South Sudan cultural tour, 9 days

“Overland tour of South Sudan only available for nine days at the start of the year featuring cultural visits to small settlements and tribal villages as well as overnight camping.”


Juba | Mundari villages | Torit | Toposa villages | Boya villages | Lotuko village | Imatong hills |

Description of South Sudan cultural tour, 9 days

Taking a nine day cultural tour of South Sudan invites travellers to step into a traditional tribal world amongst the ethnic groups that have inhabited the region’s wilderness areas for as long as anyone can remember.

This is an intensely personal tour of one of the world’s lesser-known, yet newest, countries where ancient cultural rituals collide with preconceived traveller expectations, to create an incredibly unique and often moving experience.

Our South Sudan cultural tour starts in Juba, the capital, before heading into the heartland of the Mundari people whose tribal scars and competitive displays of inter-village wrestling have made them revered throughout the region.

A chance to then head east and visit the Toposas people offers further insight into the cultural comparisons of South Sudan where you’ll discover Kenyan and Ethiopian influences displayed within decorative and incredibly elaborate facial and body scarring.

The chance to meet tribal elders and compare life in other tribal groups, such as the Boya and Lotuko, ensures this South Sudan cultural tour sheds light on an area of Africa that’s way off the tourist track with a lack of infrastructure increasing excitement levels as well as opening eyes to what is deemed to be part of every day life.

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23 Jan 2021
excluding flights
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Responsible tourism

As the pioneers of responsible tourism, we screen every trip so you can travel knowing your holiday will help support conservation and local people.

This tour travels through some very remote regions, many of which have barely been touched by the presence of humans, and we strongly believe in maintaining their pristine nature. The nature of this trip means that many nights are spent camping. We strive to ensure that we leave these areas as we find them and our team have been trained in strict no litter policies, meaning that we take all refuse to either be recycled or properly disposed of in nearby towns. We use gas for cooking, but on occasions may use firewood – but only where this does not deplete natural resources and deprive local communities from using this themselves. Washing of dishes is carried out well away from any water sources so as not to contaminate them.

Tourism barely exists at all in South Sudan, and local people including many hoteliers are unaware of the concept of 'responsible' tourism. As pioneers in tourism to the country we feel we have a very special responsibility to help make local people aware of environmental issues associated with tourism. In a country where the towns are often littered with plastic bags, it can be hard to persuade people not to litter as it seems to make little difference, but we ensure that our drivers and guides don't contribute further to the problem. We also speak with hotels about green practices such as not changing sheets daily, conserving electricity and other issues, and we hope that by repeating these messages, responsible tourism will start to become more important in the country.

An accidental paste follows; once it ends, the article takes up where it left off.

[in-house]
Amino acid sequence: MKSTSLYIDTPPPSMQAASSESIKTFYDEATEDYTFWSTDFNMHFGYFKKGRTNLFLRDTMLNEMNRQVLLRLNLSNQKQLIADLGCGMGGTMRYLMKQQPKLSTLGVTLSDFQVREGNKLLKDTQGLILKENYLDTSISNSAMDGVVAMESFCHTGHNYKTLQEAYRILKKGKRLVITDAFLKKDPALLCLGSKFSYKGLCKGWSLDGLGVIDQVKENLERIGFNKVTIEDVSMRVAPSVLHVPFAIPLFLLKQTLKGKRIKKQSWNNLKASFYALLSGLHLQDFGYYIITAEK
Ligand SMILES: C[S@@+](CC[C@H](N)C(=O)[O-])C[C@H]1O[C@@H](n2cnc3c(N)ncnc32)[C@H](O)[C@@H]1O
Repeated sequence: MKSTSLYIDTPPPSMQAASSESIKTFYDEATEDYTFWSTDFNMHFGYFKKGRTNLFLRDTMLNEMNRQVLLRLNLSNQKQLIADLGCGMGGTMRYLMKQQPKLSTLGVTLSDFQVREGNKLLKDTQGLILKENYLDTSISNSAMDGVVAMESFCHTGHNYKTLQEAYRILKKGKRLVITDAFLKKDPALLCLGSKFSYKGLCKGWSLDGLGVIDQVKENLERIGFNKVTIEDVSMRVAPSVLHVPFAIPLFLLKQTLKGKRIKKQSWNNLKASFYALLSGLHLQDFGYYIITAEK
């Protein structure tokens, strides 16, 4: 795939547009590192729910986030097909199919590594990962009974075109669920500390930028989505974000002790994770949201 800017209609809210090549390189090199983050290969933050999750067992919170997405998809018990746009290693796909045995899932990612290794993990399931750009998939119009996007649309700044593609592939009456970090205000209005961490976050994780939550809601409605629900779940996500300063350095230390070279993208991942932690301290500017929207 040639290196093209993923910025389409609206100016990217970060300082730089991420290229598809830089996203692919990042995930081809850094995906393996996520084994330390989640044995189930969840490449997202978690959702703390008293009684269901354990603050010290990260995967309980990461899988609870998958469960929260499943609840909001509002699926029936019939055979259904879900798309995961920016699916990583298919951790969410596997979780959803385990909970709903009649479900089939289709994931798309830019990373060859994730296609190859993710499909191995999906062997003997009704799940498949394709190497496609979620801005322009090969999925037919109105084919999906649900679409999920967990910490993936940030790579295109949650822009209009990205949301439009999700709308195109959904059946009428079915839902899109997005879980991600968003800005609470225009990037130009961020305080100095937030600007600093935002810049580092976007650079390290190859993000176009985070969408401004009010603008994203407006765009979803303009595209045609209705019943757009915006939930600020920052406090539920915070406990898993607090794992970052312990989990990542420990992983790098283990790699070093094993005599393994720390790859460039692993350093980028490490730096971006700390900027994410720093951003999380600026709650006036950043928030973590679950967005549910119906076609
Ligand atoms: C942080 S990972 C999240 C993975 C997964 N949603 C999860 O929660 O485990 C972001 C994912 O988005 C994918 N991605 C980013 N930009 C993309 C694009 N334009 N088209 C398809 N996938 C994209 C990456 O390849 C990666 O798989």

The Impacts of this Trip

As with many of the trips that we offer, this tour has a strong focus on local culture and different ethnic groups. Where possible we try to ensure that local people benefit from our presence.

This is particularly pertinent in South Sudan. Across the border in Ethiopia's Omo Valley, tourism has had many negative impacts upon local populations and has led to a dilution of their cultural values and traditions. We recognise that as one of the only tour operators to visit this region we have a special responsibility to conduct our trips in a sensitive and responsible manner, and not to contribute to any degradation of local culture. It is very important that village visits are carried out sensitively and local people do not feel as if they are being ‘invaded’ or treated as exhibits.

By virtue of our small group sizes (maximum 12, but more typically 7-10) we visit these villages on a more equal basis than would be the case if we were a group of 25 people. We consult with tribal elders to make sure that our presence is welcomed, and always make use of a local guide from the particular village or ethnic group that we visit, to ensure that there is financial benefit to the local community. We do not encourage our travellers to give gifts to children but rather advise that they channel any donations or gifts through the elders, who can ensure that they are distributed appropriately. We also do not allow our travellers to pay for photos - in the Omo Valley this has caused significant issues which we are very keen to avoid causing here.

Travellers are briefed extensively on appropriate behaviour within the villages to ensure that we do not unwittingly cause offence.

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